People are gradually beginning to understand that they need to ensure that there is a way for family members to access digital accounts after the owner passes away, at least so far as the biggest accounts are concerned, such as bank and social media accounts. However, it is often equally important to make sure that people can access smaller digital accounts that might be forgotten.
All sorts of digital accounts now require passwords. Why? To prevent fraud or theft.
This includes accounts we would not have considered as important even a decade ago.
For example, if you open a line of credit with a furniture store, you might be required to produce a password either online or by phone to do something as simple as check the account balance or the next payment due date. If there is still a balance due on the account, then it is important that your executor or estate administrator have that password so he or she can pay the appropriate amount.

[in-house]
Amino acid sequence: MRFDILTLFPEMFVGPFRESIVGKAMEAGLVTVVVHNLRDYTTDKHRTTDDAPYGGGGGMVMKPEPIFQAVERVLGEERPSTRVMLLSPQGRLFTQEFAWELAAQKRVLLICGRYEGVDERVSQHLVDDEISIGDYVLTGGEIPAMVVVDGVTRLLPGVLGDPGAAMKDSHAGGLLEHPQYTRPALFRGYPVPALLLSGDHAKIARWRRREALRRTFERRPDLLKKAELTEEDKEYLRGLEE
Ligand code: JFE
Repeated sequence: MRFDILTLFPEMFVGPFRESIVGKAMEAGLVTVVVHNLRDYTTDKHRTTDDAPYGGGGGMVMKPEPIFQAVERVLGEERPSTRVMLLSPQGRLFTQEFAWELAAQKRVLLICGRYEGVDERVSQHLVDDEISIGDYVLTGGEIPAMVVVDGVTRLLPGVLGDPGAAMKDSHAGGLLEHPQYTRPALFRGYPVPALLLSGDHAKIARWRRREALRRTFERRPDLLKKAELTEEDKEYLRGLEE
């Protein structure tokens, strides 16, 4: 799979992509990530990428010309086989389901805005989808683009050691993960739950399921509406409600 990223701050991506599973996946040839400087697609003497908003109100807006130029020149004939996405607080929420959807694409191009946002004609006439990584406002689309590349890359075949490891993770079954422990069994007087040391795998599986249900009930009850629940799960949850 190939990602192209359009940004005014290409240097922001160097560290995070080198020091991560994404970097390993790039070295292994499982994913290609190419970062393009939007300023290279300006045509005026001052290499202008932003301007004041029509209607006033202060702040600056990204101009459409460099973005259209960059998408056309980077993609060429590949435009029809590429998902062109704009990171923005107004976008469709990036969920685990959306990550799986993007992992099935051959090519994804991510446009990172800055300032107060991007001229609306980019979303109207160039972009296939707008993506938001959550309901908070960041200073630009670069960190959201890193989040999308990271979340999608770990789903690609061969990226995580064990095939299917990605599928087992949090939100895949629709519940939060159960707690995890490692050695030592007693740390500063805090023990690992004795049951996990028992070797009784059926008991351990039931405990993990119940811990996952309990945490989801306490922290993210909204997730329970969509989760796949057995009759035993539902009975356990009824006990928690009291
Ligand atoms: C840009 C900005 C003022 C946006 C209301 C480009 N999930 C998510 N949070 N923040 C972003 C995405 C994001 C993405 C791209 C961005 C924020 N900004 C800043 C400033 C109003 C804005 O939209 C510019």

If you think that these smaller accounts do not matter, you might be surprised to know that something as simple as scheduling cable repairs can be difficult without the password.
That was the case for a WGN reporter after her husband died of cancer. Her experience is recounted in a recent WGN article titled "Preparing for the digital afterlife."
Unfortunately, her husband was the only person who knew the password and the reporter was therefore unable to request any changes or repairs to the cable account.
When preparing your estate plan remember every account you have.
Even if you think it is too small to bother with in an estate plan, someone will need to have access to it if you pass away.
Contact an experienced estate planning attorney. He or she can help you ensure that such seemingly little details are not overlooked in your estate planning.
Reference: WGN (May 18, 2015) "Preparing for the digital afterlife."
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